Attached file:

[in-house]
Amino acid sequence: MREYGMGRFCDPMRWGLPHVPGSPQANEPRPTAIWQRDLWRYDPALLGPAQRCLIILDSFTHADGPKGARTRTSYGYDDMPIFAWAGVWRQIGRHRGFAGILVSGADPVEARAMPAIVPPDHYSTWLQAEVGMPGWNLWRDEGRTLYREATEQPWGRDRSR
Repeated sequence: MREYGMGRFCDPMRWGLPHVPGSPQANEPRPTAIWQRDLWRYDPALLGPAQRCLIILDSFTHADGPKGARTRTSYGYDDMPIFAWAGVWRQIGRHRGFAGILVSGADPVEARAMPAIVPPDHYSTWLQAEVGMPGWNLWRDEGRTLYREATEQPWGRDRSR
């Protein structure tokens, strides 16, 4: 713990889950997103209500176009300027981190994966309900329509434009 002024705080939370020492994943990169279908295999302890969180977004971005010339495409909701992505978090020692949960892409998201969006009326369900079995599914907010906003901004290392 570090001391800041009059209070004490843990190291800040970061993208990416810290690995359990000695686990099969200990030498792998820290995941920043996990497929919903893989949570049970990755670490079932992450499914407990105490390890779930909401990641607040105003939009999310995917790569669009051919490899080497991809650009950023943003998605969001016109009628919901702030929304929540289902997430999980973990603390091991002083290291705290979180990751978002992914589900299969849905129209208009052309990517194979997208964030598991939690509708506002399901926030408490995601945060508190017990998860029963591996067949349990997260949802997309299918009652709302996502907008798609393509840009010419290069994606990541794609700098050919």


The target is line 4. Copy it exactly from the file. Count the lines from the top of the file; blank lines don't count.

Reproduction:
């Protein structure tokens, strides 16, 4: 713990889950997103209500176009300027981190994966309900329509434009 002024705080939370020492994943990169279908295999302890969180977004971005010339495409909701992505978090020692949960892409998201969006009326369900079995599914907010906003901004290392 570090001391800041009059209070004490843990190291800040970061993208990416810290690995359990000695686990099969200990030498792998820290995941920043996990497929919903893989949570049970990755670490079932992450499914407990105490390890779930909401990641607040105003939009999310995917790569669009051919490899080497991809650009950023943003998605969001016109009628919901702030929304929540289902997430999980973990603390091991002083290291705290979180990751978002992914589900299969849905129209208009052309990517194979997208964030598991939690509708506002399901926030408490995601945060508190017990998860029963591996067949349990997260949802997309299918009652709302996502907008798609393509840009010419290069994606990541794609700098050919």